Keith Ward (born 22 August 1938) is a British philosopher, theologian, priest and scholar. He is a fellow of the British Academy and a priest of the Church of England. He was a canon of Christ Church, Oxford until 2003. Comparative theology and the relationship between science and religion are two of his main topics of interest. He was Regius Professor of Divinity at the University of Oxford from 1991 to 2004.
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- If it is necessary that each sentient being must have the possibility of achieving an overwhelming good, then it is clear that there must be some form of life after earthly death. Despite the many pointers to the existence of God, theism would be falsified if physical death was the end, for then there could be no justification for the existence of this world. However, if one supposes that every sentient being has an endless existence, which offers the prospect of supreme happiness, it is surely true that the sorrows and troubles of this life will seem very small by comparison. Immortality, for animals as well as humans, is a necessary condition of any acceptable theodicy; that necessity, together with all the other arguments for God, is one of the main reasons for believing in immortality.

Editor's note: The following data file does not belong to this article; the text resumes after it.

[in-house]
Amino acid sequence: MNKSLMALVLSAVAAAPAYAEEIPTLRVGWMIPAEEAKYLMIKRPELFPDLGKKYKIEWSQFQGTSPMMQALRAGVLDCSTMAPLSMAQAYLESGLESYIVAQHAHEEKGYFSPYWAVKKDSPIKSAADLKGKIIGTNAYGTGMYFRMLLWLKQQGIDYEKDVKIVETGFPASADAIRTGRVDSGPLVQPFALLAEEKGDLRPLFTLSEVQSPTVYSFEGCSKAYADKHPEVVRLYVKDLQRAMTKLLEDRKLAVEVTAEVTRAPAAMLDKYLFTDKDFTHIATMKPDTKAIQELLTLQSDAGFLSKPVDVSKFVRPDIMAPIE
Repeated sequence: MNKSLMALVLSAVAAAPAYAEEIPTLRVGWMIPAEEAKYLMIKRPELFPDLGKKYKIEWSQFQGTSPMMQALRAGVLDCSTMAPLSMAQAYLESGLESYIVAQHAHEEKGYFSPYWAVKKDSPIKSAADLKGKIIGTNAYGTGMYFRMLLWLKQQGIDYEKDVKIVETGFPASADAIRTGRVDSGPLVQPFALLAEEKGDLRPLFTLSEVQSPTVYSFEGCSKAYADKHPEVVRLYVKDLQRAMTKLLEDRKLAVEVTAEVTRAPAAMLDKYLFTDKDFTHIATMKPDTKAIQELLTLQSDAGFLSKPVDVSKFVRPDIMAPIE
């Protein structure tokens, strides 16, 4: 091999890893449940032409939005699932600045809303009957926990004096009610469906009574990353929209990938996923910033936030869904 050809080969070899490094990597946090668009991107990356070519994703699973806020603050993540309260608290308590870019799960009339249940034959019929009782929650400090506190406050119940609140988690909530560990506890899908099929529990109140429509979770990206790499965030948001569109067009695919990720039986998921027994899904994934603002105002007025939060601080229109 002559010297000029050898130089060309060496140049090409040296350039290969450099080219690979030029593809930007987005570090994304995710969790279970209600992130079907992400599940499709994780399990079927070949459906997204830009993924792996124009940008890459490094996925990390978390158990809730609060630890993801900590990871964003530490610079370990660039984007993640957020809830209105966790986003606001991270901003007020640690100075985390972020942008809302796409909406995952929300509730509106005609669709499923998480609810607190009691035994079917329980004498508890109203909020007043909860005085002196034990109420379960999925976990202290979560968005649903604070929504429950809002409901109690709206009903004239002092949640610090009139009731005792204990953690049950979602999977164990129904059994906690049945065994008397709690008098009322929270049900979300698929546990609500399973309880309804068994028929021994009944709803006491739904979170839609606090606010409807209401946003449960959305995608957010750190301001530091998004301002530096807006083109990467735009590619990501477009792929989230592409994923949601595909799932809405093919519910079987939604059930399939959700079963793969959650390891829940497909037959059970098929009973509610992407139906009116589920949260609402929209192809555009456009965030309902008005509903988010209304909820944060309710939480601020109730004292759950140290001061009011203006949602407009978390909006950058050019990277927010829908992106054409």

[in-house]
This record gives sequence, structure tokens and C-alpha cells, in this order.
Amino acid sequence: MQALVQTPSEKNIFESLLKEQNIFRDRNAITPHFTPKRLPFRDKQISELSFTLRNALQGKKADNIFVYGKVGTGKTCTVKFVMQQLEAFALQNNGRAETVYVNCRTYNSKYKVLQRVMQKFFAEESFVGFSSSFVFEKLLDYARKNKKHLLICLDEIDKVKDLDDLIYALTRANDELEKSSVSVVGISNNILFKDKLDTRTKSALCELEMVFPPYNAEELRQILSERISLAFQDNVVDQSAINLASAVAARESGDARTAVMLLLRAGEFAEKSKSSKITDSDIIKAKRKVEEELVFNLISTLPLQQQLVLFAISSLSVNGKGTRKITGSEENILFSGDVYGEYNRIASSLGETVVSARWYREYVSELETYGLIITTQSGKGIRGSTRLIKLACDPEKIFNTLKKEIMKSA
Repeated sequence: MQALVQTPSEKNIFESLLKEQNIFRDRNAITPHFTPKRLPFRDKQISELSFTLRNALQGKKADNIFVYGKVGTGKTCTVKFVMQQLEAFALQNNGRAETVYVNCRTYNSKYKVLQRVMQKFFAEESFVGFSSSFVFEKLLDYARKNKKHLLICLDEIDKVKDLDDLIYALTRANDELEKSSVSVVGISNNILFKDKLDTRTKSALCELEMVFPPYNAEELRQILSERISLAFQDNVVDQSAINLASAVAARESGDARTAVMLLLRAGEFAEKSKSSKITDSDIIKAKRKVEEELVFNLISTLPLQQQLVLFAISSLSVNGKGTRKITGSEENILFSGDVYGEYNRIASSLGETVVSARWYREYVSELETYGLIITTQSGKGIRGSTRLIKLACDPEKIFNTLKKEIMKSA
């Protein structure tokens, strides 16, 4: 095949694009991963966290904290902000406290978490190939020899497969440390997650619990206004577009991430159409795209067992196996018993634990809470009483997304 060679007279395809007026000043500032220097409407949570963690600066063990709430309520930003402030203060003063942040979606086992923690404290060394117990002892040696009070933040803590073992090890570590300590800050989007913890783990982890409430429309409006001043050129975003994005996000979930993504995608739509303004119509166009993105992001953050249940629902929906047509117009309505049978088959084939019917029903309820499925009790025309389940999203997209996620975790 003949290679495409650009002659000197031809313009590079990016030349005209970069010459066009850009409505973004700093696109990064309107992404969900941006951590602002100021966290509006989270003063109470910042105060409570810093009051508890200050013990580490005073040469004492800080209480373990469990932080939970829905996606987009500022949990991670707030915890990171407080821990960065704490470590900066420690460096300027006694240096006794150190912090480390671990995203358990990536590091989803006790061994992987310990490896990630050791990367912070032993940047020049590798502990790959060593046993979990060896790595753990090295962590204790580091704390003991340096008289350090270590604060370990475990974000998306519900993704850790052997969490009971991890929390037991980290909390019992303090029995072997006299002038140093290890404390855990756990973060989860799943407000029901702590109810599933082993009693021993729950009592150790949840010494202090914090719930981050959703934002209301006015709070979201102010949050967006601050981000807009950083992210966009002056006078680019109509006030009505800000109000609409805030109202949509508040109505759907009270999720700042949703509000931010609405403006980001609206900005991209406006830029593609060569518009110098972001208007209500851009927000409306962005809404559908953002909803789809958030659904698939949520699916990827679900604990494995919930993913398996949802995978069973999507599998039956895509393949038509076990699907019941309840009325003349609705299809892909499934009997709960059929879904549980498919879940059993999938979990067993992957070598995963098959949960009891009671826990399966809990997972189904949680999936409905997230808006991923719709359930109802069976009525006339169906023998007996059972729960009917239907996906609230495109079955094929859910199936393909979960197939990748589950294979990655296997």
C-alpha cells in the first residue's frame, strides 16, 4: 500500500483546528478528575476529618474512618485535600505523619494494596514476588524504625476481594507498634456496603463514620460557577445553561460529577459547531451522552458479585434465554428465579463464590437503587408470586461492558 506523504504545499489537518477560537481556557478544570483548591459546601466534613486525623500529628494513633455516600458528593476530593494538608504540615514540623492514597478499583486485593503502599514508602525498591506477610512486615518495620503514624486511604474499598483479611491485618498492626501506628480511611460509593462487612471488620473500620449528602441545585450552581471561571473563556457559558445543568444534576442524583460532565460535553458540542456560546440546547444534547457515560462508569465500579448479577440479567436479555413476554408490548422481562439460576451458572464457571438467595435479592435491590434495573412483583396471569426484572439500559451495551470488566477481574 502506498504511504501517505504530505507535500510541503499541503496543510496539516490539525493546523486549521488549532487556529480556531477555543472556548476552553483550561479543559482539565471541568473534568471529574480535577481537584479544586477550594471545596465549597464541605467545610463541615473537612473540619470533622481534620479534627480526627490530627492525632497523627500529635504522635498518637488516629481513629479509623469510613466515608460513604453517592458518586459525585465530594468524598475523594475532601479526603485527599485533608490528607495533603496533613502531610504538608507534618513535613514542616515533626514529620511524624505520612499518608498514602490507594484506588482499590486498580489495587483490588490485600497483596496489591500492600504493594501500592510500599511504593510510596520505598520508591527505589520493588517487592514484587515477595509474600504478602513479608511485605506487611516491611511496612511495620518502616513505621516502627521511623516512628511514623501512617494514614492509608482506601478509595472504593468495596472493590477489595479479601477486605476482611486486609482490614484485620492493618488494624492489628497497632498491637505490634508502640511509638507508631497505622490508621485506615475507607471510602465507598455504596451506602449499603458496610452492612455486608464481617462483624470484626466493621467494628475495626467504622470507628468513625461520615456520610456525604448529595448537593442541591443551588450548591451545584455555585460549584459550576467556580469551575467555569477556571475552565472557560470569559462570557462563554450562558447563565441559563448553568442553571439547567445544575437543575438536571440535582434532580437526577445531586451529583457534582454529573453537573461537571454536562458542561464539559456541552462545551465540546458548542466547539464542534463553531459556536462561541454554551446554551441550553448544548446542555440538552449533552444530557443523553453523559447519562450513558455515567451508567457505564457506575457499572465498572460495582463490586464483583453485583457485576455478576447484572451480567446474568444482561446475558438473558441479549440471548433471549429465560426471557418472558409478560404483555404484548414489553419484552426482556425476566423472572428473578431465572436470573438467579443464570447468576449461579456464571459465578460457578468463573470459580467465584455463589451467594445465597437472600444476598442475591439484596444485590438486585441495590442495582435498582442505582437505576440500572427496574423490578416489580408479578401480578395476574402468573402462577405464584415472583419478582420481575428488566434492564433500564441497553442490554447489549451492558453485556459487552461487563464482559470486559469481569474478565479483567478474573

- Rational Theology and the Creativity of God (Oxford: Basil Blackwell, 1982), pp. 201-202.